Formal teaching by the homeschool mom or homeschool teacher (if in a co-op) usually by subject, such as math, science, reading, writing, grammar, spelling, speech, geography, history, careers, p.e., health, art, music, theater, dance and library sciences. These are usually learned one subject at a time at a certain “grade level.” They are usually taught either by specific planned curricula, usually via books, workbooks, assigned projects and so forth. Much of it is also memorization, copying and reciting. Sometimes there are field trips and videos. Sometimes even hands-on things are done to aid with the learning. Some or all of it could be fun and made just right for the learning style of the child. There is usually an assignment, project or quiz given to the child to do to aid with and show the learning. This “work” that is completed which has evidence is many times useless to anyone except for possibly as scrapbooking material for evidence in portfolios to show that this “work” has been done. More than 90 percent of this fodder is, or should be, recycled because otherwise it would overrun the house, giving nobody a place to sit, sleep or eat. About 10 percent of it is wonderful, beautiful and unique. Usually the homeschool academics are so rough on the kids that they need a formal recess, a formal lunchbreak, a formal starting and stopping time, formal days of the week when “homeschool” is done and formal summer, spring, fall and winter breaks, just like they would have in school. 

Most homeschool families, at least the ones I know of, started out nearly 90 percent of the time using the “homeschool academics” methods. Most homeschool families I know about don’t keep doing it more than a year. This is for those in their first year who have maybe “just getting started seeing the big picture of what homeschooling can be.”

My definition of “just getting started seeing the big picture of what homeschooling can be” is:

You have just begun to realize that using the “formal school structure, curriculum, schedules and methods” is not required, that nobody is going to check up on you and shut down your little homeschool and that your kids learn more watching television and playing than they do from your “homeschool academics” lessons. (Perhaps this is frustrating to you). You have possibly also noted that having your own children raise their hands to ask you whether they can use the bathroom is pretty silly. (That one is a chapter from our own starting out story). There is a very slight possibility that by now you have also had conversations with some seasoned homeschoolers. These people who have homeschooled for a few years and have stopped using so many of the “homeschool academics” methods. Possibly, you have even met a mother who told you, “We unschool.” I am sure you asked her what that was, so I will not tell you in this post. (If you have not met such a person, you will, or you can google it).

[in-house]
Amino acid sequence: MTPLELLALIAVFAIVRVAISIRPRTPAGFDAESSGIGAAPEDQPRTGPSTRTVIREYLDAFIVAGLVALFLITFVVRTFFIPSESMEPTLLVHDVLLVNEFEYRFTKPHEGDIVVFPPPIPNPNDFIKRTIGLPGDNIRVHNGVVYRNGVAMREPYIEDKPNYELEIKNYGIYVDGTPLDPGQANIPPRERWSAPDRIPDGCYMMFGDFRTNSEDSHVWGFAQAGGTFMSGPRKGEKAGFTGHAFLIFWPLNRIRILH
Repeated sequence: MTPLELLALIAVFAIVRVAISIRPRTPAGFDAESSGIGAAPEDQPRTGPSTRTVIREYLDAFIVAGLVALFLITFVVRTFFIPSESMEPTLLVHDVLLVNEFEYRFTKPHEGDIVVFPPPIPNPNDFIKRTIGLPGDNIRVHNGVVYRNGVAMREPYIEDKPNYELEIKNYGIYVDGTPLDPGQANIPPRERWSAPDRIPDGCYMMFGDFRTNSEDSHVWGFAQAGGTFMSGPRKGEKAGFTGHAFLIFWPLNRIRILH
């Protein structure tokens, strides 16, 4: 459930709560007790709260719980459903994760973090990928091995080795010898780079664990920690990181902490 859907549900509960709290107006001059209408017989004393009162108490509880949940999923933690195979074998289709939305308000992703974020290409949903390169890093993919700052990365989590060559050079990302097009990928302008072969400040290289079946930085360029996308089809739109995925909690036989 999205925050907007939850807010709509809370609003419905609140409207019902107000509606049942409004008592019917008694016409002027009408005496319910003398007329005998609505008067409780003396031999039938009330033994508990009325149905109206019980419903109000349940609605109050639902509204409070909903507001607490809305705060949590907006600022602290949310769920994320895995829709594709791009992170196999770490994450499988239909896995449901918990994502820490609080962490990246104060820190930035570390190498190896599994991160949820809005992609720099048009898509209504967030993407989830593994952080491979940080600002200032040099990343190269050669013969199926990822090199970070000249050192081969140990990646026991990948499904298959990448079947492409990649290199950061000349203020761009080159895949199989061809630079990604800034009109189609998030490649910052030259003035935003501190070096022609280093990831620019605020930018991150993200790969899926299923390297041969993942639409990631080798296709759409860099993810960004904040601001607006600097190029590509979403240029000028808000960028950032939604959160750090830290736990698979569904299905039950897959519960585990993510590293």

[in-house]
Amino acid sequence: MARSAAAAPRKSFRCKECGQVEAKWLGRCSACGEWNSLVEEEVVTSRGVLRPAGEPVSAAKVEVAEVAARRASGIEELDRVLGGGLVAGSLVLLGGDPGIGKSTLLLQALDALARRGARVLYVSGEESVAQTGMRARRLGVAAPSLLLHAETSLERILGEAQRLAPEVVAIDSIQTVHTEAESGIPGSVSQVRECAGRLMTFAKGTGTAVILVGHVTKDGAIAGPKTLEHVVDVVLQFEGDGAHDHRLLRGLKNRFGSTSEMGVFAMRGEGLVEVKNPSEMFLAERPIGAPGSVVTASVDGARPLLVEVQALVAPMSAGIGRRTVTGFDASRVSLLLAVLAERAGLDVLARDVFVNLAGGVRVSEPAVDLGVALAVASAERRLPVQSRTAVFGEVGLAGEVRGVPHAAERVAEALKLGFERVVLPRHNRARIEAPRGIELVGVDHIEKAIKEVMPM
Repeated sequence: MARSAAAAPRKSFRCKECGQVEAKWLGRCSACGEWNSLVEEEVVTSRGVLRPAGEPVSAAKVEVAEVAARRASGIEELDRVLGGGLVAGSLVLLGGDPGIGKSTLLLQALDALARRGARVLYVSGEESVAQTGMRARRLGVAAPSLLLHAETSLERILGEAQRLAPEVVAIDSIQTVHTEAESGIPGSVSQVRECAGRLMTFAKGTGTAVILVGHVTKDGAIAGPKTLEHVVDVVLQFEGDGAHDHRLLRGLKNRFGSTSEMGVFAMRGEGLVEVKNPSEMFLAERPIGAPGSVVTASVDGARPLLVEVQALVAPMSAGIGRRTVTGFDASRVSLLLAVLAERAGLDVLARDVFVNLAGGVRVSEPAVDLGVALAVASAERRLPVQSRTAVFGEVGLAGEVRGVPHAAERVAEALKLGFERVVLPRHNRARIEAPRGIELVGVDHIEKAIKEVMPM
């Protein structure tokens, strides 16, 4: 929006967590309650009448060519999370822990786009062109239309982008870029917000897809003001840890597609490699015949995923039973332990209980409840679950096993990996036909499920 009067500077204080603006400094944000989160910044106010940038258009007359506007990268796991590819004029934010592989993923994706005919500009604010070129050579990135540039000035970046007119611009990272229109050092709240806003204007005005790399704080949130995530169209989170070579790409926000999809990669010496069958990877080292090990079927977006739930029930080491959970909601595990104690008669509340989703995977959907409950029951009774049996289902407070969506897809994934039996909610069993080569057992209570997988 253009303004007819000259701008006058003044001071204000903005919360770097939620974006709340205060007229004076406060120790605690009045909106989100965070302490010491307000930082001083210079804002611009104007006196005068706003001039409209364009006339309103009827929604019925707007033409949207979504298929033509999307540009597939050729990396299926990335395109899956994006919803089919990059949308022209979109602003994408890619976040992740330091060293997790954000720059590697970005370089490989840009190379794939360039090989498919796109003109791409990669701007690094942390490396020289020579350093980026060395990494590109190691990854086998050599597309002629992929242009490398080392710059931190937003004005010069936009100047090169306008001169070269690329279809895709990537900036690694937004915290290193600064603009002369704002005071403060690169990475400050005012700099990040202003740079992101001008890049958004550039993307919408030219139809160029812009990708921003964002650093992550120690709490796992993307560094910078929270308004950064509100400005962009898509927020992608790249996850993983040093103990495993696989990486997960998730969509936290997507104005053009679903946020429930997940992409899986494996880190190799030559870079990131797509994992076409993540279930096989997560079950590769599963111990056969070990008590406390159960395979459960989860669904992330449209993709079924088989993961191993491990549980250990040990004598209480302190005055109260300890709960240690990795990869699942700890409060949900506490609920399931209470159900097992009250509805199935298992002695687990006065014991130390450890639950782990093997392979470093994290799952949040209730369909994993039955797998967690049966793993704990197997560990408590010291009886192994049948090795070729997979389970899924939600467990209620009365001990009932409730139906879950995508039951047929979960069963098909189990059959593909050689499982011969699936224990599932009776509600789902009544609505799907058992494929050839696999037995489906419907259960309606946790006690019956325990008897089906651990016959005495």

Now I will move on to what homeschool academics will likely prevent, with a story.

A couple weeks ago, we were thrown a new learning curveball. It was very unexpected and unplanned. We were out in the back yard peeling polyetheline tape off of cardboard boxes so that we could use those as weed barriers to start our “Back  to Eden  Garden.” Suddenly we heard very loud wings flapping with fervor. A large raptor was chasing a dove. The raptor had knocked the dove out of the tree first. It was so surprising that we all screamed loudly, scaring the raptor away. Then we had a limping, flightless dove hopping around the yard with cowardice, looking so afraid that we  tried  to feed it. Then we started to worry about the CAT. Oh, dear. Poor helpless bird. We did not want this lovely bird killed by a cat.

We made a couple phone calls and then we had a very scary mission: to pick the bird up with a towel and put him in a box, then take him in to the Wildlife Rehabilitation Center. (My sister-in-law did this with our little bit of help. Our hero!) Little did we know, that was just the beginning. We went to a volunteer training meeting and today, my son and I were in volunteer training there for 3 hours. We learned as much as I learned in one whole week in a class in college. I cannot even put it all into words, and that was just in three hours’ time. We plan to continue and next week my daughter will be in training, too. They will learn more than any school kid could possibly be learning at the same time sitting in school.

Now let me say something about this. If we had been inside doing academics and not outside ripping tape off from cardboard boxes, this opportunity for EXTREME LEARNING opportunity never would have presented itself. We would still not even know that this place exists. By the way, they told us that the bird who chased the bird out of the tree was a Cooper’s Hawk and that the dove is a Eurasian Collard Dove. The dove is now being treated by being fed from a tube. He has a popping sound when he breathes which indicates he has internal injuries. His wings work fine but he is too injured internally to be able to fly. 

Once a week as part of our learning, we will go in and volunteer there. This will be a great opportunity for my kids to learn service, hard work, introducation to veterinary science, biology and medical care for injured wild animals (mostly birds). I think even the “academic homeschooling” moms would love to have their kids doing things like this for learning, but I do not think they will find such opportunities in their communities until they slow down the academics and start working their way into the adventurous side which is called “unschooling.”

The Unschool Experiment

Great post!

{Wow. It’s been about two years since I wrote my last post, and looking back, all I can think is, “My! How times have changed!” If you’re familiar with this blog, you will probably remember that the vast majority of my posts dealt with my concepts about unschooling and how we were integrating it […]}

https://redheadmom8.wordpress.com/2016/03/28/the-unschool-experiment/

HOMESCHOOLING and WHY I’M GLAD I DON’T HAVE ALL THE ANSWERS

Great post!

{“I’m not smart enough to homeschool,” I told myself the first time that God put it on my heart. (See also: “Who am I that I should lead your people out of Egypt?”) Time is a fog, but I was pregnant with Babygirl when I first entertained the notion of homeschooling, so the Bug wasn’t […]}

http://bugandbabygirl.com/2016/03/17/homeschooling-and-why-im-glad-i-dont-have-all-the-answers/